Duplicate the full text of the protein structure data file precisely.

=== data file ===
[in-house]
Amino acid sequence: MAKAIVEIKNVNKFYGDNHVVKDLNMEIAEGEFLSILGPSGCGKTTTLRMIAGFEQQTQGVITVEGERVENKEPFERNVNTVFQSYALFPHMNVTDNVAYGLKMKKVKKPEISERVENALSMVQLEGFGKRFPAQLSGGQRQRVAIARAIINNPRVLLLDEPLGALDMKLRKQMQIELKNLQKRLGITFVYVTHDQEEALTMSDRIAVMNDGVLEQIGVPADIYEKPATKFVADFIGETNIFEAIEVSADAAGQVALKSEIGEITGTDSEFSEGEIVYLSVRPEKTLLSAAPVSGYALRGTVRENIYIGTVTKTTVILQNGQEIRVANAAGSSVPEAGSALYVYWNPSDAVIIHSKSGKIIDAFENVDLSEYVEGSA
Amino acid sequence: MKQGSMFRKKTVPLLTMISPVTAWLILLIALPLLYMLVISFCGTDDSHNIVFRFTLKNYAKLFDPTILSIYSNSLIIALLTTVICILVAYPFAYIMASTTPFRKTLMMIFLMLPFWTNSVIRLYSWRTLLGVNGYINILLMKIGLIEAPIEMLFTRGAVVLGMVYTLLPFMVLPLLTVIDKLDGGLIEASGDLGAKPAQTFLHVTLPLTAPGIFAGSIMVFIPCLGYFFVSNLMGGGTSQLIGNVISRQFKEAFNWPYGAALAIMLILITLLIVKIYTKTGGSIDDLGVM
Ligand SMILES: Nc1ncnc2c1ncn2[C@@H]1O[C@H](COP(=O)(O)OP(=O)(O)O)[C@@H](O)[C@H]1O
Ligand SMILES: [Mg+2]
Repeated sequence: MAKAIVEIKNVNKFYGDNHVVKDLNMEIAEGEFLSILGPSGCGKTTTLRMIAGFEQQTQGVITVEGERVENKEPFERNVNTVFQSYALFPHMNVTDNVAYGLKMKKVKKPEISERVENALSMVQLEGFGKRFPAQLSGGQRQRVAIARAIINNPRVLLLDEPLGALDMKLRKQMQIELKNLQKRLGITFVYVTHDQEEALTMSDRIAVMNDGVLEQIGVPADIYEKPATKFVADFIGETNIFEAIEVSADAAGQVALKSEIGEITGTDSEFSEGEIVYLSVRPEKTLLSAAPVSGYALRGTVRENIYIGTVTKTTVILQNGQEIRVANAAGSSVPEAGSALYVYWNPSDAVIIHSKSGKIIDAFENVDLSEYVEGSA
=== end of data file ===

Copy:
[in-house]
Amino acid sequence: MAKAIVEIKNVNKFYGDNHVVKDLNMEIAEGEFLSILGPSGCGKTTTLRMIAGFEQQTQGVITVEGERVENKEPFERNVNTVFQSYALFPHMNVTDNVAYGLKMKKVKKPEISERVENALSMVQLEGFGKRFPAQLSGGQRQRVAIARAIINNPRVLLLDEPLGALDMKLRKQMQIELKNLQKRLGITFVYVTHDQEEALTMSDRIAVMNDGVLEQIGVPADIYEKPATKFVADFIGETNIFEAIEVSADAAGQVALKSEIGEITGTDSEFSEGEIVYLSVRPEKTLLSAAPVSGYALRGTVRENIYIGTVTKTTVILQNGQEIRVANAAGSSVPEAGSALYVYWNPSDAVIIHSKSGKIIDAFENVDLSEYVEGSA
Amino acid sequence: MKQGSMFRKKTVPLLTMISPVTAWLILLIALPLLYMLVISFCGTDDSHNIVFRFTLKNYAKLFDPTILSIYSNSLIIALLTTVICILVAYPFAYIMASTTPFRKTLMMIFLMLPFWTNSVIRLYSWRTLLGVNGYINILLMKIGLIEAPIEMLFTRGAVVLGMVYTLLPFMVLPLLTVIDKLDGGLIEASGDLGAKPAQTFLHVTLPLTAPGIFAGSIMVFIPCLGYFFVSNLMGGGTSQLIGNVISRQFKEAFNWPYGAALAIMLILITLLIVKIYTKTGGSIDDLGVM
Ligand SMILES: Nc1ncnc2c1ncn2[C@@H]1O[C@H](COP(=O)(O)OP(=O)(O)O)[C@@H](O)[C@H]1O
Ligand SMILES: [Mg+2]
Repeated sequence: MAKAIVEIKNVNKFYGDNHVVKDLNMEIAEGEFLSILGPSGCGKTTTLRMIAGFEQQTQGVITVEGERVENKEPFERNVNTVFQSYALFPHMNVTDNVAYGLKMKKVKKPEISERVENALSMVQLEGFGKRFPAQLSGGQRQRVAIARAIINNPRVLLLDEPLGALDMKLRKQMQIELKNLQKRLGITFVYVTHDQEEALTMSDRIAVMNDGVLEQIGVPADIYEKPATKFVADFIGETNIFEAIEVSADAAGQVALKSEIGEITGTDSEFSEGEIVYLSVRPEKTLLSAAPVSGYALRGTVRENIYIGTVTKTTVILQNGQEIRVANAAGSSVPEAGSALYVYWNPSDAVIIHSKSGKIIDAFENVDLSEYVEGSA